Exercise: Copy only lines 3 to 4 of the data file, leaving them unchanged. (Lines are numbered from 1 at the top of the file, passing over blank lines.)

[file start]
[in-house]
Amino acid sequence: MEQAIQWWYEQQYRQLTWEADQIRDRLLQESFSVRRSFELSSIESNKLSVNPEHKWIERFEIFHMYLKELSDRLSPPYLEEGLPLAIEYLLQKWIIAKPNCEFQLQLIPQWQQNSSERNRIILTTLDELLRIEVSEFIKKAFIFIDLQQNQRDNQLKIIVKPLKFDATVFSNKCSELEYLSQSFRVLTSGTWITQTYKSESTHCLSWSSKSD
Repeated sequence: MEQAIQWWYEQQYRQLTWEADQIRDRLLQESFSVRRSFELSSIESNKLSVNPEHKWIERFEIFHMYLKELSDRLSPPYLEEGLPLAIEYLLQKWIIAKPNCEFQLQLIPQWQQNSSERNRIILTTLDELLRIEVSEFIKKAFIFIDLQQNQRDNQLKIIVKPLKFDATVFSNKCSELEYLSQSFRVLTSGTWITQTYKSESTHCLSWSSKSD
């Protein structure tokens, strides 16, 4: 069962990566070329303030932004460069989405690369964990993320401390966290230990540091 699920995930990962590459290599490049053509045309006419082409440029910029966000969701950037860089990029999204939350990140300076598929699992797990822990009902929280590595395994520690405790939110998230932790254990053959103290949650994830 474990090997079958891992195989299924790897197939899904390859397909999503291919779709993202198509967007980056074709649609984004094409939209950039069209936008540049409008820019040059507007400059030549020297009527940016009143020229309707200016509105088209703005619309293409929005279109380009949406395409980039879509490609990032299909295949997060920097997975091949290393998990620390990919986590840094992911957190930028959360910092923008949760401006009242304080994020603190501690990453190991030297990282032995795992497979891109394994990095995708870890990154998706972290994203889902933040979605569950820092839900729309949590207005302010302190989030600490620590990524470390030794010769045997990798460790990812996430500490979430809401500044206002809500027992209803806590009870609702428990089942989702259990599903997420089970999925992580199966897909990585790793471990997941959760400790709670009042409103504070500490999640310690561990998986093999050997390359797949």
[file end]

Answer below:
Repeated sequence: MEQAIQWWYEQQYRQLTWEADQIRDRLLQESFSVRRSFELSSIESNKLSVNPEHKWIERFEIFHMYLKELSDRLSPPYLEEGLPLAIEYLLQKWIIAKPNCEFQLQLIPQWQQNSSERNRIILTTLDELLRIEVSEFIKKAFIFIDLQQNQRDNQLKIIVKPLKFDATVFSNKCSELEYLSQSFRVLTSGTWITQTYKSESTHCLSWSSKSD
């Protein structure tokens, strides 16, 4: 069962990566070329303030932004460069989405690369964990993320401390966290230990540091 699920995930990962590459290599490049053509045309006419082409440029910029966000969701950037860089990029999204939350990140300076598929699992797990822990009902929280590595395994520690405790939110998230932790254990053959103290949650994830 474990090997079958891992195989299924790897197939899904390859397909999503291919779709993202198509967007980056074709649609984004094409939209950039069209936008540049409008820019040059507007400059030549020297009527940016009143020229309707200016509105088209703005619309293409929005279109380009949406395409980039879509490609990032299909295949997060920097997975091949290393998990620390990919986590840094992911957190930028959360910092923008949760401006009242304080994020603190501690990453190991030297990282032995795992497979891109394994990095995708870890990154998706972290994203889902933040979605569950820092839900729309949590207005302010302190989030600490620590990524470390030794010769045997990798460790990812996430500490979430809401500044206002809500027992209803806590009870609702428990089942989702259990599903997420089970999925992580199966897909990585790793471990997941959760400790709670009042409103504070500490999640310690561990998986093999050997390359797949």